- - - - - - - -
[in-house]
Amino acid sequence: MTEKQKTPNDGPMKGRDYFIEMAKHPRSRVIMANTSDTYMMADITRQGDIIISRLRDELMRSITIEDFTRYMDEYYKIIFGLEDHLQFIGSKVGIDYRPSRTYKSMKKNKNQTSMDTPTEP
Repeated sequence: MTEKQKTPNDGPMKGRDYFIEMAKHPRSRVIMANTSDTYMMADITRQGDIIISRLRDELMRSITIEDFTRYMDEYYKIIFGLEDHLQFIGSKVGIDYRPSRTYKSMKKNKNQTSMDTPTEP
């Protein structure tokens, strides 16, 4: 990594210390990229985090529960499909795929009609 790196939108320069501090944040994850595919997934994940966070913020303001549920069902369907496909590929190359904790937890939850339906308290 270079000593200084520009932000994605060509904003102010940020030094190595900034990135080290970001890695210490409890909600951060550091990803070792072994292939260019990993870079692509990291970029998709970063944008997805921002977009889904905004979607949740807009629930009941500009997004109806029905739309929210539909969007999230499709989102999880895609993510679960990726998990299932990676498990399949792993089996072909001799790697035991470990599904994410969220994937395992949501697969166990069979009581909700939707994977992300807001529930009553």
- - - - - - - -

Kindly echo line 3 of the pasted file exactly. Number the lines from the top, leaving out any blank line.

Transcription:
Repeated sequence: MTEKQKTPNDGPMKGRDYFIEMAKHPRSRVIMANTSDTYMMADITRQGDIIISRLRDELMRSITIEDFTRYMDEYYKIIFGLEDHLQFIGSKVGIDYRPSRTYKSMKKNKNQTSMDTPTEP